FunnyMonkey Blog

Bill Fitzgerald | October 4, 2014

While the goals of the American Federation of Teachers collaboration with Clever and ShareMyLesson remain unclear (to me, anyways), if the AFT or the National Education Association wants to increase the technological expertise of their members, they don't need an app for that. Between the 1.6 million members of the AFT, and the nearly 3 million NEA members, both organizations clearly have technological, pedagogical, and training expertise within their current membership.

If AFT and NEA want to support their members in becoming more effective at using online tools, rather than focusing on applications, why not shift the focus onto asking good...

Bill Fitzgerald | October 4, 2014

On Friday, Benjamin Herold wrote a piece where he outlined the new collaboration between ShareMyLesson and Clever, and how the American Federation of Teachers is backing this collaboration. His piece also stated that connections with Clever could support OER creators. There were a few elements that seemed off in both the deal, and in how it was being described. This piece looks at Clever, ShareMyLesson, and OER, and breaks down some of the implications of the collaboration.


Clever collects data. Clever specifies ways in which they can share data. Clever can change terms of service at any point, with no notice, meaning that the terms you agree to...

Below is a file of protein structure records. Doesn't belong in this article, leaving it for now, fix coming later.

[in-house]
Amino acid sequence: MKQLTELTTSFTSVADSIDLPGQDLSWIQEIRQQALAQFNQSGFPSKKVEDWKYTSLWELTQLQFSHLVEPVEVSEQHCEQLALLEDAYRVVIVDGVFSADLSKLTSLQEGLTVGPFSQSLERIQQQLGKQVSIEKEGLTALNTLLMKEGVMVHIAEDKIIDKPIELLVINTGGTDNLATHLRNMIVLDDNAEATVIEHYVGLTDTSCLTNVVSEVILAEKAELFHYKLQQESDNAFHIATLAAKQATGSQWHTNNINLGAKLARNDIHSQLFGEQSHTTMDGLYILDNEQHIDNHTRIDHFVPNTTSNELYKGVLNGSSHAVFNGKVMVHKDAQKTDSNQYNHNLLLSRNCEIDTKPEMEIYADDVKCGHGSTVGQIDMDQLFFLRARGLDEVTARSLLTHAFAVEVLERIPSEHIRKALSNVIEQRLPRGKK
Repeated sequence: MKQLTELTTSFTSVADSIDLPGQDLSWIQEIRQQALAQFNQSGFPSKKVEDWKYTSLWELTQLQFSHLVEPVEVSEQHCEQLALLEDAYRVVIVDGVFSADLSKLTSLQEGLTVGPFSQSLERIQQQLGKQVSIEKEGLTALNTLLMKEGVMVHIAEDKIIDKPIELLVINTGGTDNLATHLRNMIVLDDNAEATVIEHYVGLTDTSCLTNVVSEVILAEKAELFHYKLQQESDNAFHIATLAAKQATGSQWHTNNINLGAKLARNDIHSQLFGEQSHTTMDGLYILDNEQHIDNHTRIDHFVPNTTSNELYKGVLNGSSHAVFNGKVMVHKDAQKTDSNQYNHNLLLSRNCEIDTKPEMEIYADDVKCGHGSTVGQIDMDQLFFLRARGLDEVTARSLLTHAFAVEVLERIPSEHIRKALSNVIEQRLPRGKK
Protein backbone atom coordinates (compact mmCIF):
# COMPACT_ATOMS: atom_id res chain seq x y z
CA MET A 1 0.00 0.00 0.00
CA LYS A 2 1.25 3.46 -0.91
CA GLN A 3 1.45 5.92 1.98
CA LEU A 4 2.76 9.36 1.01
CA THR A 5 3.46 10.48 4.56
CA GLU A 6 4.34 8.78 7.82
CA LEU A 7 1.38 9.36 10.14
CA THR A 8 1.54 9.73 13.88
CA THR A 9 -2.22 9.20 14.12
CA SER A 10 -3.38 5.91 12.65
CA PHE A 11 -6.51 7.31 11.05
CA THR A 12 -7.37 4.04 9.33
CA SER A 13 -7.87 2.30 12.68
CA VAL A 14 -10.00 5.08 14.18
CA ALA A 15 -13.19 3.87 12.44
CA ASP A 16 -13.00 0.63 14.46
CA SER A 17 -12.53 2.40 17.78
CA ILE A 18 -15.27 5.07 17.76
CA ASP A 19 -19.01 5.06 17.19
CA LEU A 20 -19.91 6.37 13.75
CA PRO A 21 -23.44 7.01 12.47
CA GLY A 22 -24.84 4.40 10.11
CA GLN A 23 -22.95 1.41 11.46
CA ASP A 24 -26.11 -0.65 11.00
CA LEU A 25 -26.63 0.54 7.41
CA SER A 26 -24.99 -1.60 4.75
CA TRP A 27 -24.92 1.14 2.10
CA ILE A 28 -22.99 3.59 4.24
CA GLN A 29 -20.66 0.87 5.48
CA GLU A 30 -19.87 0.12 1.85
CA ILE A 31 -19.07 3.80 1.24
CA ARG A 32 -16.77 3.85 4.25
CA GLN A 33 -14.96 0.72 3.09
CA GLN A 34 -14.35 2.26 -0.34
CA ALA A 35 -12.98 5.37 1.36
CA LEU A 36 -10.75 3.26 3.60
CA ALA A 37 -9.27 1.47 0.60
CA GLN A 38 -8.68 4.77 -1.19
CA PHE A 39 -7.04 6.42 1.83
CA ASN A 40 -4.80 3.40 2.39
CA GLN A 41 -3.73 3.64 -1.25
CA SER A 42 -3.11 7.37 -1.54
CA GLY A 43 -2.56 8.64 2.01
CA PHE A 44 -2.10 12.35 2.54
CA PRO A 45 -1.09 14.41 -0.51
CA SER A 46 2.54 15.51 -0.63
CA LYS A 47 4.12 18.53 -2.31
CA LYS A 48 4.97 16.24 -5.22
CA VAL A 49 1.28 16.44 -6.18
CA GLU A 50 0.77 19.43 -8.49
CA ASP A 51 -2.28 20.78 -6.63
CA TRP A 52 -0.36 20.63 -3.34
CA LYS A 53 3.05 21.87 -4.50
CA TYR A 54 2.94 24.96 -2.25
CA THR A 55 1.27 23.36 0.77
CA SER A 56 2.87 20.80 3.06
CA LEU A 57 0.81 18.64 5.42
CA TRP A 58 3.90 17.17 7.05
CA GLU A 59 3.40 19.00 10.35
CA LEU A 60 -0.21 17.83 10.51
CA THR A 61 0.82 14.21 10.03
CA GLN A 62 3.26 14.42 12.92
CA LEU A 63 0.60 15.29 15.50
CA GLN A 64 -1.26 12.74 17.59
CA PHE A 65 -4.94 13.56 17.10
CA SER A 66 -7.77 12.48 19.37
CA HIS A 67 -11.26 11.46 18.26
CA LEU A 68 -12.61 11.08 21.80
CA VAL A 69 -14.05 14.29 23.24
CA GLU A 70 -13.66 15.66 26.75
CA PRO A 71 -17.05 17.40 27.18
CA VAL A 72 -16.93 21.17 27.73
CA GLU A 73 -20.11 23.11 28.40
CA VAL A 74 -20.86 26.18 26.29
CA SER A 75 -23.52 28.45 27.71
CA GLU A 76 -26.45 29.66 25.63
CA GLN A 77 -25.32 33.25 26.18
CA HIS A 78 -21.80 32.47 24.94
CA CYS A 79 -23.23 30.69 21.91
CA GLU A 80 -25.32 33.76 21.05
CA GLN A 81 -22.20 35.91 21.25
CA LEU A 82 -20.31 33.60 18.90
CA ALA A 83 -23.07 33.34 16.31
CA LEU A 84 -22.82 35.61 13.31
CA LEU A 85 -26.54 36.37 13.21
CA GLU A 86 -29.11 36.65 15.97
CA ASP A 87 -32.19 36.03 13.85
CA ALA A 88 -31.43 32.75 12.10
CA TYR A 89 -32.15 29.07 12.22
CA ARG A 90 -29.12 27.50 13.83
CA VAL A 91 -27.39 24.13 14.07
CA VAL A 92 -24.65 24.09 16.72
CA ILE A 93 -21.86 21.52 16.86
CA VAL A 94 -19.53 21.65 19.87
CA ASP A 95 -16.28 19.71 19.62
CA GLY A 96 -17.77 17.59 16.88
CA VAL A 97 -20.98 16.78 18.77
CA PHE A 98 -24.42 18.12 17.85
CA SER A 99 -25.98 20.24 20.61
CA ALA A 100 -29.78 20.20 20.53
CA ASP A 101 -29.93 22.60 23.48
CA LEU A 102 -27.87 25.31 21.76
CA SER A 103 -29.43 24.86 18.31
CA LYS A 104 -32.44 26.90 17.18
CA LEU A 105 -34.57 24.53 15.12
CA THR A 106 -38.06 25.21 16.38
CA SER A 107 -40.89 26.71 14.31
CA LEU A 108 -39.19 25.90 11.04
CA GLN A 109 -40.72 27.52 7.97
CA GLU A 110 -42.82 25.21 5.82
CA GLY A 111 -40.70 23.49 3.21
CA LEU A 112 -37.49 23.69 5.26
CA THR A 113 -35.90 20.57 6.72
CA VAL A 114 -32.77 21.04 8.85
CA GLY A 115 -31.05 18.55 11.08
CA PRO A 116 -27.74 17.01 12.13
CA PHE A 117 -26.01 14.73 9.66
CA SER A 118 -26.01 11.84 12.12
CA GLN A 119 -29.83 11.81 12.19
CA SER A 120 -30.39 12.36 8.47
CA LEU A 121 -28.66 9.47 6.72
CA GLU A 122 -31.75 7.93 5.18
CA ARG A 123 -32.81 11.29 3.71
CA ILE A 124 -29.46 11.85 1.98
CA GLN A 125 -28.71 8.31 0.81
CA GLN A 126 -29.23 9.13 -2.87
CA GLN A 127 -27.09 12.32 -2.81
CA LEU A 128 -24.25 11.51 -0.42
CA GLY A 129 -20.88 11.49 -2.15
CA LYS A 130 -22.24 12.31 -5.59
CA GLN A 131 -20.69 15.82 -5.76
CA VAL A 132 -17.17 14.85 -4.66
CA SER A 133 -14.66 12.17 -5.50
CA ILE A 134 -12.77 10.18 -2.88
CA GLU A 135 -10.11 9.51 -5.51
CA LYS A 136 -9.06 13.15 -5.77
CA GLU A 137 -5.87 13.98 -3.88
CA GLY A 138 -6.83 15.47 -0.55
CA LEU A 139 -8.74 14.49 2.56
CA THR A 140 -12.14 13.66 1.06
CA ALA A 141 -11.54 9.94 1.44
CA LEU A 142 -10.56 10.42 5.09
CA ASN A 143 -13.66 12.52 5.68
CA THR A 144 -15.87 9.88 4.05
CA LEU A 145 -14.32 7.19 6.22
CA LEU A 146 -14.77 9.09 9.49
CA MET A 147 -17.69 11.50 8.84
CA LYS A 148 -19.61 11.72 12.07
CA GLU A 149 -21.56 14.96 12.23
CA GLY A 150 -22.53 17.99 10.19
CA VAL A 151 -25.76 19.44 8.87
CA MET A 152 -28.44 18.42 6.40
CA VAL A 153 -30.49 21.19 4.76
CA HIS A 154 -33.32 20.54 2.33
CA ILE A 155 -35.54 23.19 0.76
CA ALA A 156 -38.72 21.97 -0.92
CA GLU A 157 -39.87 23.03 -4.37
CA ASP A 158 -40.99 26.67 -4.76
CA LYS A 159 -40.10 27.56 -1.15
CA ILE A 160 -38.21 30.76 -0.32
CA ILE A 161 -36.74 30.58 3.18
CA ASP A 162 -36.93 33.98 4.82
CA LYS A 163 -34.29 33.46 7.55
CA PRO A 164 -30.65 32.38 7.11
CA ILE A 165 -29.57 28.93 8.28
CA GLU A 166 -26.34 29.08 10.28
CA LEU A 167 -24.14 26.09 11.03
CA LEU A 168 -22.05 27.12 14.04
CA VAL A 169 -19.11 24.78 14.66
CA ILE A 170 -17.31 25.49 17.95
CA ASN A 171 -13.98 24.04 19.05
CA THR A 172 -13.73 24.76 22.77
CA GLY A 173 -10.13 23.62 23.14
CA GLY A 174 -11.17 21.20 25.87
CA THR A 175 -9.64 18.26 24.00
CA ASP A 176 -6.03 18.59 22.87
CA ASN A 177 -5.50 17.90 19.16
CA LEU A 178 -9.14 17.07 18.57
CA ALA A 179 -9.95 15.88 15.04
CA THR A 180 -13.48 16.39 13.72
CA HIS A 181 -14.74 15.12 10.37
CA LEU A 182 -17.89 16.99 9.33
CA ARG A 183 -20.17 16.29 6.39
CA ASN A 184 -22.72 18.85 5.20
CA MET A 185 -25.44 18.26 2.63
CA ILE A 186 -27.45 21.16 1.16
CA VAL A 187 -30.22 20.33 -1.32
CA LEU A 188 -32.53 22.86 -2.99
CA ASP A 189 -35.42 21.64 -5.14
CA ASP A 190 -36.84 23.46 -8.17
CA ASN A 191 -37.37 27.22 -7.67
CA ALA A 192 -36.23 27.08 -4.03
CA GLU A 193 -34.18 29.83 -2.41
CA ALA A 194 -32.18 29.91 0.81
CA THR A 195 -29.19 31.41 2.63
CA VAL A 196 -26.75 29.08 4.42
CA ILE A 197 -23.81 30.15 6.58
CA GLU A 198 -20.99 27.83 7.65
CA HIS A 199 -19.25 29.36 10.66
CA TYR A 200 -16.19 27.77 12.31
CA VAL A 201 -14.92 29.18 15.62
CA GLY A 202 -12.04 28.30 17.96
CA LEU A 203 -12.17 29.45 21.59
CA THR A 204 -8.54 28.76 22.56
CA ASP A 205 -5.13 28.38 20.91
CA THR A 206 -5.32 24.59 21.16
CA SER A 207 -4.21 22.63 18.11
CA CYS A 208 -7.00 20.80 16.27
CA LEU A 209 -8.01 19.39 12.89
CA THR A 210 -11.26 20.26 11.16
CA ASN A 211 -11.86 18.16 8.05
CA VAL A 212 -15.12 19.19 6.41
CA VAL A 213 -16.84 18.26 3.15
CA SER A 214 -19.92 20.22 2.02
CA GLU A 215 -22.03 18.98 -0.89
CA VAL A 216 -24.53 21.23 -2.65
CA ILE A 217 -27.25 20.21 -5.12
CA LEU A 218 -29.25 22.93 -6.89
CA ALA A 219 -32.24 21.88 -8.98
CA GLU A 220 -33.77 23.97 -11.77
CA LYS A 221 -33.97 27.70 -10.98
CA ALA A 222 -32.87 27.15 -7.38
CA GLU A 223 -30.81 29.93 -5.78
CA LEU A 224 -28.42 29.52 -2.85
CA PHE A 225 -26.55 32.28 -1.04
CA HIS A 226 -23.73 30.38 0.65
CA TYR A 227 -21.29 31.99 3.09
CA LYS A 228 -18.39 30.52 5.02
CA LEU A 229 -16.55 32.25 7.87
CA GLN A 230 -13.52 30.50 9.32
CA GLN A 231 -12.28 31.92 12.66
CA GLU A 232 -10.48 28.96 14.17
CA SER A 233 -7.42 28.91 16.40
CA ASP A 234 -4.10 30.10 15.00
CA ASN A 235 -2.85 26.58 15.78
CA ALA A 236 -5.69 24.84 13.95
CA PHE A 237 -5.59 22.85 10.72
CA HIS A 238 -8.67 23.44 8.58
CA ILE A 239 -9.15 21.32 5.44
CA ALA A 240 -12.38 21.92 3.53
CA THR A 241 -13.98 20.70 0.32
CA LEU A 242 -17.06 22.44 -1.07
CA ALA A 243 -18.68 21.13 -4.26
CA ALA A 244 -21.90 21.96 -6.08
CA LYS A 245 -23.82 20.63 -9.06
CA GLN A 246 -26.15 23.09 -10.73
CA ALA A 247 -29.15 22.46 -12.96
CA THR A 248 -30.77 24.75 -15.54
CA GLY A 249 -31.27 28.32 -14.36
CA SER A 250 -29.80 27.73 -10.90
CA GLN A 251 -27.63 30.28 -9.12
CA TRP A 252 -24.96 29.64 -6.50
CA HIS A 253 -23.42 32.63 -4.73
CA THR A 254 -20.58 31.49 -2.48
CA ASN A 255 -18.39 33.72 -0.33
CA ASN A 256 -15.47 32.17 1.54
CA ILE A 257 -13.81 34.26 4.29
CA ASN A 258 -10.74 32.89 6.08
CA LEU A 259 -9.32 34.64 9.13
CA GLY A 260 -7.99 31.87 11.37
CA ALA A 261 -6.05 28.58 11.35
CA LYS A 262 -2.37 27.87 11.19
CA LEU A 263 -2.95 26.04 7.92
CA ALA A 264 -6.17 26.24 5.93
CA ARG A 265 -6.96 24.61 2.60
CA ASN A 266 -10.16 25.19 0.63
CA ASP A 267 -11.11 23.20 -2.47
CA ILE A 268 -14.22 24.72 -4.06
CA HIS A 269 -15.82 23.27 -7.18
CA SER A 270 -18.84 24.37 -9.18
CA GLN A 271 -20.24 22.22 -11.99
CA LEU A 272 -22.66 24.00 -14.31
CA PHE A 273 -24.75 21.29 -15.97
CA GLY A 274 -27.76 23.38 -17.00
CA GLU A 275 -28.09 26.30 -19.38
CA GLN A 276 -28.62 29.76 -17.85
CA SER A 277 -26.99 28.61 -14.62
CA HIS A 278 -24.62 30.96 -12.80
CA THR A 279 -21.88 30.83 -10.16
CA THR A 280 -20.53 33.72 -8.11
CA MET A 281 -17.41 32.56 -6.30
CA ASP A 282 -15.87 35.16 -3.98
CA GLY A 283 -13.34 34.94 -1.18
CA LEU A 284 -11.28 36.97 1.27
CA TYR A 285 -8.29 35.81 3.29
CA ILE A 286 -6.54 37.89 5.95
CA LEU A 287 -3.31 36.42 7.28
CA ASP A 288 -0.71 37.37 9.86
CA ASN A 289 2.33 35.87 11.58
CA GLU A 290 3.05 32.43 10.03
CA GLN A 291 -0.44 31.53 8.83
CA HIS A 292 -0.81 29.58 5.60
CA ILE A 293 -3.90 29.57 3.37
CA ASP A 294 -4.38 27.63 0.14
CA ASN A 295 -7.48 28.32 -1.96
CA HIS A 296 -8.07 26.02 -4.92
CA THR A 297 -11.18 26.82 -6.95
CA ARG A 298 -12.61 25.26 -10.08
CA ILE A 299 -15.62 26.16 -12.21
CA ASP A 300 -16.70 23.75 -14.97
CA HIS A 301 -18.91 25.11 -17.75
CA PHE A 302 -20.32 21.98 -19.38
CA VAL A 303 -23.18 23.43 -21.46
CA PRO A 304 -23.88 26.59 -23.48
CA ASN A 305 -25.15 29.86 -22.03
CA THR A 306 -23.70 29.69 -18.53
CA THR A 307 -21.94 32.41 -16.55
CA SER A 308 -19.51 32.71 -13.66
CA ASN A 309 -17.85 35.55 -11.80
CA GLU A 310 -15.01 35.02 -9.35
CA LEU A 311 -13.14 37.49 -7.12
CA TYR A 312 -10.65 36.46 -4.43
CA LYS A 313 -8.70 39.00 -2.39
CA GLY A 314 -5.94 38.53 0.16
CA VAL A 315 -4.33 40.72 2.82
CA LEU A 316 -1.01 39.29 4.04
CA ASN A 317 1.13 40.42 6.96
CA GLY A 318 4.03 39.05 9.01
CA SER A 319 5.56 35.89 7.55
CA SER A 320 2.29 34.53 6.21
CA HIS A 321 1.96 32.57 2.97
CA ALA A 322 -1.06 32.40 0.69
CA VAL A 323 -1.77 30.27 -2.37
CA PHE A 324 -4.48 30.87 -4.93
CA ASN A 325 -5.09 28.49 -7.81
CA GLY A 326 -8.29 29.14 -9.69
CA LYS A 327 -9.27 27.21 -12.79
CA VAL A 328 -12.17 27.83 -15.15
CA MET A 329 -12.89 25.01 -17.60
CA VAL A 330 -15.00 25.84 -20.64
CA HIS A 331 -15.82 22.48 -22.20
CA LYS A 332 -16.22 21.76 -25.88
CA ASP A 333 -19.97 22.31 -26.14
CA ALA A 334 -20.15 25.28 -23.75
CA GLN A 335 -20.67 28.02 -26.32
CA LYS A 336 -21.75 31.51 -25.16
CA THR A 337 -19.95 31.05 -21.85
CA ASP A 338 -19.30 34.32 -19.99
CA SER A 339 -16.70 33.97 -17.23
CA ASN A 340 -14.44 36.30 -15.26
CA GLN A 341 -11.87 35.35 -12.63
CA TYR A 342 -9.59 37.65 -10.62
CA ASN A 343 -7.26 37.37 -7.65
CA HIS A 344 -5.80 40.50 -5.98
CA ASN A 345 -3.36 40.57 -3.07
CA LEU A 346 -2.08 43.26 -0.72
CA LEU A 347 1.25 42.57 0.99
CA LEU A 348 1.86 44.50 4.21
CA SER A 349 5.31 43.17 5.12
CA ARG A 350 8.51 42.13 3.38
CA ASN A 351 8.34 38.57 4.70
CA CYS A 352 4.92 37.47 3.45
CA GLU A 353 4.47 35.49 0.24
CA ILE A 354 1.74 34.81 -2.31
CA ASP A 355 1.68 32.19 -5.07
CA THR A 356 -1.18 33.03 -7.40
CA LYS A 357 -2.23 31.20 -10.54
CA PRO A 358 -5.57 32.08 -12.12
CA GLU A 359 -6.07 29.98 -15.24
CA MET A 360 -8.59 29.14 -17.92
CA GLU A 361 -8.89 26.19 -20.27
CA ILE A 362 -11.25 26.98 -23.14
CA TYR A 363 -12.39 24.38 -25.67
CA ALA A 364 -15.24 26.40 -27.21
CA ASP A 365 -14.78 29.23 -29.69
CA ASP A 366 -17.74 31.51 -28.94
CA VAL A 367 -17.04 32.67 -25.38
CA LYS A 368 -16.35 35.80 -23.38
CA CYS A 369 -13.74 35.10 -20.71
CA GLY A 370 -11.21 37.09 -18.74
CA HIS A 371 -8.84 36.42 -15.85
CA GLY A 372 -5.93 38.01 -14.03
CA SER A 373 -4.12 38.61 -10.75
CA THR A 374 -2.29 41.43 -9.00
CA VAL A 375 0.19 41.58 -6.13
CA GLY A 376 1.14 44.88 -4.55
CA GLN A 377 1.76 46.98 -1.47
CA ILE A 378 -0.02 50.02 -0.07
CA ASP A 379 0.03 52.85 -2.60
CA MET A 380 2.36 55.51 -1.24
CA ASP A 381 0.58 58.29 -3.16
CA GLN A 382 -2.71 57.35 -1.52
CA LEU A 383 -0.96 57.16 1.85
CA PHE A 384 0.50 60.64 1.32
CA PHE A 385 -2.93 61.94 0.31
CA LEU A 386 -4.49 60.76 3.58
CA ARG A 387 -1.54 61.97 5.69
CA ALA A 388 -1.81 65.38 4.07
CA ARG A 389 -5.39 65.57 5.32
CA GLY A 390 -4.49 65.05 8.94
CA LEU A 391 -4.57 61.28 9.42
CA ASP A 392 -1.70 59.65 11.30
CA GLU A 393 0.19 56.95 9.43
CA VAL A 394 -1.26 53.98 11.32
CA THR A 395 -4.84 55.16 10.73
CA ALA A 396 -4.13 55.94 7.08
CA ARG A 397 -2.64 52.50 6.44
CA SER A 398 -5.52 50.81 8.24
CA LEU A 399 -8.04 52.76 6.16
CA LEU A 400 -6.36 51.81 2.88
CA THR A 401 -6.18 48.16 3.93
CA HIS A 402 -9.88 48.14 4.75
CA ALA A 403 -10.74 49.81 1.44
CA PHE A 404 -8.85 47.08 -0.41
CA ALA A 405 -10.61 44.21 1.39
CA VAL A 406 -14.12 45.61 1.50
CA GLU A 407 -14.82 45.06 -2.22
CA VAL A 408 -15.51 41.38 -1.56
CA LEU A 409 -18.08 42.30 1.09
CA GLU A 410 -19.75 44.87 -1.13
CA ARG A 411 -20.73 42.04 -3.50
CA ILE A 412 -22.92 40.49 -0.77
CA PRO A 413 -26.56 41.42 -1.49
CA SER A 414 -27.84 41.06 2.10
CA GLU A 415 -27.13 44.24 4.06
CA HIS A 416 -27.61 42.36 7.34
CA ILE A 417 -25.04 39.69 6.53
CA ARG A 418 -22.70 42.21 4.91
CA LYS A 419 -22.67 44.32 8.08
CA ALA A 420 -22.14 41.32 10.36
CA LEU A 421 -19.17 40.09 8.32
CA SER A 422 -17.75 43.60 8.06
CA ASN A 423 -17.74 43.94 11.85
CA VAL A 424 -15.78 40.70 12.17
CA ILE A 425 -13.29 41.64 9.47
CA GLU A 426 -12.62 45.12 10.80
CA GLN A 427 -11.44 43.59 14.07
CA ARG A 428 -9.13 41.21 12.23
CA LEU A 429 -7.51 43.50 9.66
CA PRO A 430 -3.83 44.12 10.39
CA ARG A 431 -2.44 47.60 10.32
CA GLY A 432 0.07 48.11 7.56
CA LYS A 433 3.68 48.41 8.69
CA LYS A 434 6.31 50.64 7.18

Bill Fitzgerald | October 2, 2014

Reading Privacy Policies and Terms of Service can be a mind numbing task, but the process of reviewing how an organization describes basic relationships with people can tell you a lot about how the company works, and the company culture. In this post, I will use "privacy policy" and "terms of service" interchangeably. When I use either term, I mean, "the combined policies that describe the rules for using a site, and how the owner of the site can treat you."

If you want a quick primer on policy and practice before reading privacy policies, two useful resources are and the opening section (titled "Statutory Framework") of the Fordham CLIP study (pdf) on privacy and cloud computing. TOS;DR or Terms of Service; Didn't Read gives a great overview of the structure of privacy policies used...

Bill Fitzgerald | September 29, 2014

A few weeks back I was part of a panel discussion on lessons learned from inBloom with Virginia Bartlett (who was CPO for inBloom) and Omer Tene.

Jedidiah Bracy has a writeup on the session that is pretty solid; this piece adds in some details and expands on some thoughts that might have fallen through the cracks during the panel. While the conversation covered a lot of ground, we only had an hour, which is barely enough time to scratch the surface.

Here are some of the details that were touched on in the conversation, with some additional comments. This list is by no means complete, but these are some of the thoughts I've been coming back to since the panel.

inBloom Was A New Vendor In A...

Bill Fitzgerald | September 24, 2014

These questions are a starting point in getting a sense of how your school or district understands and responds to issues of student privacy.

Also, in looking at privacy and data storage, it will likely become necessary to differentiate between data that is considered an "educational record" and data that is not considered an educational record. The definition of educational records is part of FERPA. Under FERPA, parents also have rights to review and challenge data that is collected and stored as part of an educational record.